Even after experiencing $120 eyebrow waxes while researching socialite-approved spots for an article, Sabas still prefers the budget threading ($7) at this five-chair salon. “It’s not Meena Threading that I love, but this girl, Shabnam Patni, who works there,” she clarifies. “It’s really her that’s special. She respects the natural arch of your brows and just cleans them up without changing the shape. She is very stern—she won’t talk too much—but in five minutes [the threading] just opens your eyes. It’s magical.”

Cheap massage: Tai Chi Bodywork Center 216 E 6th St between Second and Third Aves (212-777-1213)
Sabas was tipped off to this no-frills massage parlor by “the queen of Chinatown,” 80%20 (8020nyc.com) shoe designer Ce Ce Chin. “Best massage ever—I prolonged mine for 15 minutes [for an extra $13], it was so good,” she enthuses of the budget rubdown (30mins $25). “Ask for Amy—her skills are amazing. She works deeply on knots but it still feels like a massage, not wild acupressure. The owner told me that Amy is who she requests for herself when she needs work on her back. She’s the best!”

Consignment shop:
Fox and Fawn 570 Manhattan Ave between Driggs and Nassau Aves, Greenpoint, Brooklyn (718-349-9510, foxandfawn.blogspot.com)
“[Owners Marissa Johnson and Beverly Hames] mix newer pieces from two seasons ago with very vintage items and you can’t tell whether they’re Marc Jacobs or really from the ’70s,” says Sabas of this resale boutique, which offers 35 percent of the retail price in cash upfront or 15 percent in store credit for gently used men’s and women’s duds. “It’s small, the racks are really packed and everything is organized by color—there’s a lot of black because that’s what [New Yorkers] want. If you take some time, you can find some really amazing things: Theory blouses for $20, Steven Alan cotton shirts for $20, Michael Kors dresses for $19.”

Contemporary clothing: Joinery 263 South 1st St at Havemeyer St, Williamsburg, Brooklyn (347-889-6164, joinerynyc.com)
When it comes to shopping for new threads, Sabas favors this unisex boutique. “I love the smell when you arrive—everything is wood, so it’s like going to an Alpine chalet,” she muses. “It carries very niche brands such as Kordal (kordalknitwear.com) from Brooklyn, Crazy Wind (crazywind.co) from Portland, Oregon, and a French label called Monsieur Lacenaire (monsieurlacenaire.com). [Owner Angela Silva] puts a small tag [on each garment] with the history of the brand so you know where it comes from. Everything is unique and special.” On a recent visit, Sabas was particularly drawn to Folk men’s button-up shirts ($184–$283) and Rachel Comey printed shorts ($334).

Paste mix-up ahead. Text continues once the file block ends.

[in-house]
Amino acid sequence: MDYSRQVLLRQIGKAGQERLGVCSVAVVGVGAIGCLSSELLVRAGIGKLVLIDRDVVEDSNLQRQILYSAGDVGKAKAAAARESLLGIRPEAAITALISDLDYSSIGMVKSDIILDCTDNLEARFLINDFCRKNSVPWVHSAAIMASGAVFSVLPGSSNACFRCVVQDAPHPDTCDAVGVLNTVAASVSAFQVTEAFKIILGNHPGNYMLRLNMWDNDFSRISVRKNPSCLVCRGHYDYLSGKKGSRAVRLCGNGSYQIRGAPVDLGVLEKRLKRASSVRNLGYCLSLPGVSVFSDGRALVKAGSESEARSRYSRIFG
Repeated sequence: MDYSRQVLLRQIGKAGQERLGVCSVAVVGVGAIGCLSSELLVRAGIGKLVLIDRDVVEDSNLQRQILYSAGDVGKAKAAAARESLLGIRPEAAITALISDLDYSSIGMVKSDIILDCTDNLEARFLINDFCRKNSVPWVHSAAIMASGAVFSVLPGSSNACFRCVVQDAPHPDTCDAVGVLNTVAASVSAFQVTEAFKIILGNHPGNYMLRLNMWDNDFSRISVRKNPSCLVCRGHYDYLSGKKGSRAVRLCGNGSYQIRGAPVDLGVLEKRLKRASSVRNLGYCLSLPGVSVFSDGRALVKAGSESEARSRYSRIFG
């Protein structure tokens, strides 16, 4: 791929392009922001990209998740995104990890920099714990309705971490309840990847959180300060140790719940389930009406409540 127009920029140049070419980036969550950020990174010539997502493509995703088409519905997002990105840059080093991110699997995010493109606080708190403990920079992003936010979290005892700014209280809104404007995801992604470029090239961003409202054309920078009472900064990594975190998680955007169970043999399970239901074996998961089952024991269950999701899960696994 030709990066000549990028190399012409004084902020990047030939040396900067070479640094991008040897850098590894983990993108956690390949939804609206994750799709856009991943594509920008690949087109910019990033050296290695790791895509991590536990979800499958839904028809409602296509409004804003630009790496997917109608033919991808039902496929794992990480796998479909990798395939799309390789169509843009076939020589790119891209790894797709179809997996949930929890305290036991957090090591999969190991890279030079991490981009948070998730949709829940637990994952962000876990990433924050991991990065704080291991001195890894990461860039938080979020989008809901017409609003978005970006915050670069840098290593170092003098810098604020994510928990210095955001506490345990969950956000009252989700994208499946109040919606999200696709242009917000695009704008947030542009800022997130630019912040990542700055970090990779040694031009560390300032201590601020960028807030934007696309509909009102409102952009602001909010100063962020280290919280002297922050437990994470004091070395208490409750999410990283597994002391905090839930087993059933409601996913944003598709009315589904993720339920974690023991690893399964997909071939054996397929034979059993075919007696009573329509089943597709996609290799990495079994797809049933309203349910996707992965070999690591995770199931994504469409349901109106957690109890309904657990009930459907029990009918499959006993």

Hair salon: Fox & Boy 280 Mulberry St between E Houston and Prince Sts (212-965-0369, foxandboy.com)
The drawings by British artist David Shrigley (davidshrigley.com) that decorate this small neighborhood salon were what initially attracted Sabas inside. “They are very ironic and have a dark humor,” she says. Sabas gets her hair cut ($90–$105, with Dickson $105) by owner Julie Dickson, whom she admires for her straightforward approach. “She’s very talented, funny and grounded, and she can recommend things for your face [shape] and personality,” enthuses Sabas. “The only thing is that she’s very busy, so I usually have to wait to see her.”

Home decor:
RePop 143 Roebling St at Metropolitan Ave, Williamsburg, Brooklyn (718-260-8032, repopny.com)
“It’s not expensive and so well curated,” says Sabas of this midcentury-modern furniture and accessories shop, recommended to her by vintage specialist and friend Kate Sekules (refashioner.com). “It has original decorative objects, such as handmade puppets (set of seven $300), and [investment pieces], including a beautiful circular white-leather chair I recently spotted for $450 that was very pop,” she describes. “Everything is pristine and perfect for spicing up Ikea shelves.”

Nail salon: Soho Nails 458 West Broadway between W Houston and Prince Sts, third floor (212-475-6368)
After encountering an hour-long wait at Blue Ribbon Sushi restaurant (blueribbonrestaurants.com), Sabas’s friend, designer Angel Chang (angelchang.com), took her to this affordable nail salon to kill time before their table was ready. “It was 8pm and it was still open—it’s so New York,” she says. “[The staff is] reliable and nice, and it’s $29 for a mani-pedi. It’s not chic at all, but it’s clean and they do an amazing job.”

Vintage: Urban Jungle Vintage 118 Knickerbocker Ave between Flushing Ave and Thames St, Bushwick, Brooklyn (718-381-8510, urbanjunglevintage.wordpress.com)
Sabas stumbled upon this massive warehouse for men’s and women’s vintage clothing because of its proximity to popular restaurant Roberta’s (robertaspizza.com). “It has a huge selection of vintage T-shirts and dresses from the ’60s, and everything is between $5 and $10,” she says. “It’s incredible.” Her recent finds include a Gloria Vanderbilt embroidered-cotton tunic ($5) and a Donna Ricco printed-cotton wrap dress ($7). “It’s very well organized [by garment type] and clean, but I’m obsessed with bedbugs, so I’d put [purchases] in the freezer for five days.”

Follow Cristina Velocci on Twitter: @cvelocci


Users say

1 comments
Gloria
Gloria

Carole is a true fashion connoisseur. Love her guides and her suggestions are always on point. Bravo!